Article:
You are what you eat. Or is it who you eat with?
Well, it turns out both matter!
The food retail industry is about to enter the third year of the September National Family Meals Month program. So as a curtain raiser, it’s a good time to assess the diverse retailer efforts of last year – from Kroger and The Little Clinic to Hannaford — and take a peek at a couple of upcoming initiatives
But first, what is National Family Meals Month, and given this is a blog about supermarket wellness, how does this program tie in?
This campaign, sponsored by Food Marketing Institute Foundation, aims to “bring families back to the table and share one more meal at home per week.” It involves retailers, suppliers and community partners and takes a broad view of family to include “different shapes, sizes and forms, even your work family,” said Susan Borra, chief health and wellness officer and executive director of the FMI Foundation.
National Family Meals Month promotes social interaction, and much of the emphasis is on healthy eating. In fact, people who eat more family meals together tend to have healthier diets than other groups, said Borra, a registered dietitian.
A number of innovative retailer efforts from last year were profiled in a recently introduced best practices guide, and many of these involved health and wellness tie-ins.
Kroger presented a multi-tiered, omnichannel program, which included leveraging The Little Clinic to discuss family meals with patients and to distribute an educational booklet with recipes and tips.
The company will follow up this year with another multi-pronged approach, according to a spokesperson. The Little Clinic, which operates 220 locations, will distribute a recipe booklet to patients that encourages families to cook together and provides nutrition resources. It will also promote the event through its blog and patient e-newsletter.
Moreover, the clinic’s dietitians are hosting four wellness events focused on the meal month theme. “The dietitians will show families the value of cooking together and experimenting with healthful ingredients in the kitchen,” according to the spokesperson. Several Kroger dietitians will also be holding food and wine events.
Hannaford, part of Ahold Delhaize, last year unveiled a tie-in program called “Good Ideas for Busy Families,” which built on its existing “Guiding Stars Good Ideas” wellness initiative. The effort included in-store signage featuring family-friendly and healthful recipe ideas and special product pricing. The company developed a booklet that outlined healthy shopping tips and recipe ideas for each store department, and leveraged dietitians for nutrition demos, said Sue Till, manager of Hannaford’s Healthy Living program.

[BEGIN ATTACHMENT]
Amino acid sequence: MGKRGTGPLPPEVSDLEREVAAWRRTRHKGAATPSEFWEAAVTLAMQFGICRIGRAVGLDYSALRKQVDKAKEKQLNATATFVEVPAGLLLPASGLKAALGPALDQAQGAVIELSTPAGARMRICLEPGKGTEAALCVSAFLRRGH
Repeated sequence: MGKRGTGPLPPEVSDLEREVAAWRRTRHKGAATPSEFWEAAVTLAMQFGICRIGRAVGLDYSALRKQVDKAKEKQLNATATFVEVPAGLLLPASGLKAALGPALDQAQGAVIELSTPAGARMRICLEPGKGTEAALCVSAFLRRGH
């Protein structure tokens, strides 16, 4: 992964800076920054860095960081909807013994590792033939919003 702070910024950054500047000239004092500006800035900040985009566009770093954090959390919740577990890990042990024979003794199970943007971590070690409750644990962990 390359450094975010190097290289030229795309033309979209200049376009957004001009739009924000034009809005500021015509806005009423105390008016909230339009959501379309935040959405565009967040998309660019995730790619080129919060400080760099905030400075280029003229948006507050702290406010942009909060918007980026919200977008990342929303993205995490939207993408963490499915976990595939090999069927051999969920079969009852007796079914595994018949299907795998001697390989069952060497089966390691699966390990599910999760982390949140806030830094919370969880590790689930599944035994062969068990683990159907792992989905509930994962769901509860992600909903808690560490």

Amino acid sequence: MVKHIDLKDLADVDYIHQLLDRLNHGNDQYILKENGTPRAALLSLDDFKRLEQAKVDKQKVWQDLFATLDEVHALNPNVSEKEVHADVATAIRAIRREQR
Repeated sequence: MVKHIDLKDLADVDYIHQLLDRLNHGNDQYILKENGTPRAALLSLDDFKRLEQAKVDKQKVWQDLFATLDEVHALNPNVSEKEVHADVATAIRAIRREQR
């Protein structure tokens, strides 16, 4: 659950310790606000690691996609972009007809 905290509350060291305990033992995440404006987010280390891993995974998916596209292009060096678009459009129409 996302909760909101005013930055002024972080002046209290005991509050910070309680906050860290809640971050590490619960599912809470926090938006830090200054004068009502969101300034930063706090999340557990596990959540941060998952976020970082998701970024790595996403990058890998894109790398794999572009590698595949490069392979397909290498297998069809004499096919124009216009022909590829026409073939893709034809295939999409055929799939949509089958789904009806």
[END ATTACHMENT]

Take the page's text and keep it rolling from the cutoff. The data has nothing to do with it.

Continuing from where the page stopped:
This year Hannaford will employ a wide range of strategies to support its activities, including social media, web, fresh magazine, in-store signage, coupons and its weekly flyer.
The involvement of registered dietitians was a signature aspect of retailer efforts in last year’s program. Here are a few other examples:
- Price Chopper: Dietitians and educators in some 26 stores conducted events that included taste testing and recipes.
- Wakefern Food: Dietitians engaged customers both in-store and on social media to raise the profile of the program.
- Skogen’s Festival Foods: Registered dietitians were promoted as “Mealtime Mentors” who can suggest quick meals and healthy eating ideas.
There’s a lot of room for further retailer innovation in this annual campaign, and for other retail channels to get involved. Moreover, it’s a unique way to cross-merchandise and brand the rest of a retailer’s operation and services.
It seems that retailers are hoping to make it a September to remember.
David Orgel is an award-winning business journalist, industry expert and speaker who was the longtime chief editor and content leader of Supermarket News. He is currently the principal of David Orgel Consulting, delivering strategic content and counsel to the food, retail and CPG industries. To read last month’s blog post, click here.